Another major consideration is the fact that LRC staff are competent in using Recorder 6 and familiar with its interface, its structure and its quirks. The introduction of a new system means that time and resources will have to be found in order to get LRC staff up to the same level of competency.
Networking and online capacity
Recorder 6’s networking capabilities are of prime importance to LRCs, who operate in an environment that may mean their database needs to be accessed from different work stations for different reasons within an office environment. Moving to online systems will add to this and increase flexibility. In many cases, online recording systems are already used to increase efficiency and flexibility for data input, allowing recorders to submit their records directly into a database if they want, and managing them there. The important thing to realise when planning the future of recording software is that these systems are used in conjunction with Recorder 6. They don’t have the functionality that Recorder 6 has, but offer a different set of opportunities such as remote data input, automatic validation and remote verification.
A recent ALERC consultation found mixed views about the benefits of a transition to online-only solutions. Where people are concerned about the prospect, they raise a number of issues, all of which will need to be addressed by JNCC if they are to produce a new solution for biodiversity recording. These issues include technical concerns regarding the “up time” of websites and importantly the reliability of internet connections. LRCs who see online solutions as more beneficial tend to be those already using an online recording system. In these cases, the potential efficiencies for data input, validation, verification and reporting are recognised. However, it is important to note that in these instances the LRCs are using a combination of online recording software with Recorder 6. In some instances, they may even use two or more online recording websites, chosen to appeal to different sections of the recording community or for work on different projects, but all of which provide data stored in Recorder 6. Details and case studies of specific LRC online recording implementations can be provided on request.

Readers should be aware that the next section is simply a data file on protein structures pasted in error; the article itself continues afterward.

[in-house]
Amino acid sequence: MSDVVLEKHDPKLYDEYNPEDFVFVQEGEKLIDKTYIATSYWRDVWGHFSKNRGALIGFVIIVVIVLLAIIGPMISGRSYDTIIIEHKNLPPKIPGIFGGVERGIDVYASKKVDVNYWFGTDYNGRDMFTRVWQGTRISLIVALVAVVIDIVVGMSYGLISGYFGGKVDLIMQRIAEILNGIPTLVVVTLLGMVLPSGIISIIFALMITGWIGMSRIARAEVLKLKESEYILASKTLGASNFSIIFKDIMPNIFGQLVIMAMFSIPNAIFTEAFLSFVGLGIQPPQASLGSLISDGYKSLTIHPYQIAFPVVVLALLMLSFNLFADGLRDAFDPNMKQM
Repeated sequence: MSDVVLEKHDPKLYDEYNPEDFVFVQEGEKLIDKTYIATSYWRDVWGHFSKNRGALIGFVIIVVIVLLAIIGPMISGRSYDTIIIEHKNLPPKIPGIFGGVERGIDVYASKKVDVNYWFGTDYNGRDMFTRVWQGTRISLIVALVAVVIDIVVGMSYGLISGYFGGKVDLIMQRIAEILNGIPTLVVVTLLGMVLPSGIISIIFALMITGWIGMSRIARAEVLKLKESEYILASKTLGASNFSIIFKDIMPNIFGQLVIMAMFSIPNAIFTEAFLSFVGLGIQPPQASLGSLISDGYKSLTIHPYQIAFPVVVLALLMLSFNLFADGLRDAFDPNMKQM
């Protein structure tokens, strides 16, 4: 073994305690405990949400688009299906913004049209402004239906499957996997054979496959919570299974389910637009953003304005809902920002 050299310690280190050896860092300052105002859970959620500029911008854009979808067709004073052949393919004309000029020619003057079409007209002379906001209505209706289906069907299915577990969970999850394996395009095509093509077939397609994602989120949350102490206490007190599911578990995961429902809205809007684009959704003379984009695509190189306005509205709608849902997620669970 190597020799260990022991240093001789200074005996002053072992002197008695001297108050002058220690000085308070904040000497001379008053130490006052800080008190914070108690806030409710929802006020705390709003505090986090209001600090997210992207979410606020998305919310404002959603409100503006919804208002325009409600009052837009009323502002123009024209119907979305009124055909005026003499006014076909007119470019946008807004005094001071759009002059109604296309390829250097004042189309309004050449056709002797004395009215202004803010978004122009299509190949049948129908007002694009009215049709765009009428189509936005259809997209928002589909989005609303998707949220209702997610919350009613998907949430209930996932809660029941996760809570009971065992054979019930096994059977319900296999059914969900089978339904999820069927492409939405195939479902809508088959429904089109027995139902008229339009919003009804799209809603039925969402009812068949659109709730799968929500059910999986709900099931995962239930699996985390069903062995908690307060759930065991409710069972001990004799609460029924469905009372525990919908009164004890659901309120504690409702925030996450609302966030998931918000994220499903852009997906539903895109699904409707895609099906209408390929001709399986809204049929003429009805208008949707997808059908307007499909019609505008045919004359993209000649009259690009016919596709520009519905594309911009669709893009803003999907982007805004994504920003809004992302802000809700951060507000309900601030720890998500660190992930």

With all this in mind ALERC would like to recommend that JNCC publish and consult on its vision for the future of biodiversity recording as soon as possible. This will allow LRCs and their partners to comment in a constructive way and provide the information necessary in order to produce a strategy that will meet the needs of JNCC and all the others who currently hold a stake in recording software. Publication will also have the added advantage of clarifying exactly what is planned and disabusing people of any false notions that exist.
Little is known about JNCC’s plans for the future of biodiversity recording software, other than the intention to withdraw support from Recorder 6 and any other versions of Recorder. ALERC welcomes communication at this early stage and would welcome further communication and consultation, possibly including workshops as well as written work. It is important that future solutions include the functionality outlined above, as well as allowing easy migration of both data and reporting routines into new systems with 24-7 accessibility. The danger if this is not done satisfactorily is not so much that there will be ineffectual or broken systems in place, but rather that LRCs will not migrate at all and any resources used to develop new systems may be wasted.
With all these considerations, it is likely that a good deal of time would be required in order for LRCs to migrate to a new system, assuming they wish to. This is not simply because of the resources it is likely to take, but also because the changing technological environment and the various hosting arrangements (for example local authority hosted LRCs often have difficulty obtaining permission to access certain websites). Not everyone as yet has access to a satisfactory broadband connection, vital for migration to an online database.
Should you require clarification or further information on any of the points raised, please do not hesitate to get in contact. This is a very important subject for most LRCs, and as we represent a major Recorder 6 user group, ALERC would welcome the opportunity to discuss it with JNCC and others.
Tom Hunt, on behalf of ALERC
Tom Hunt - Association of Local Environmental Record Centres, National Coordinator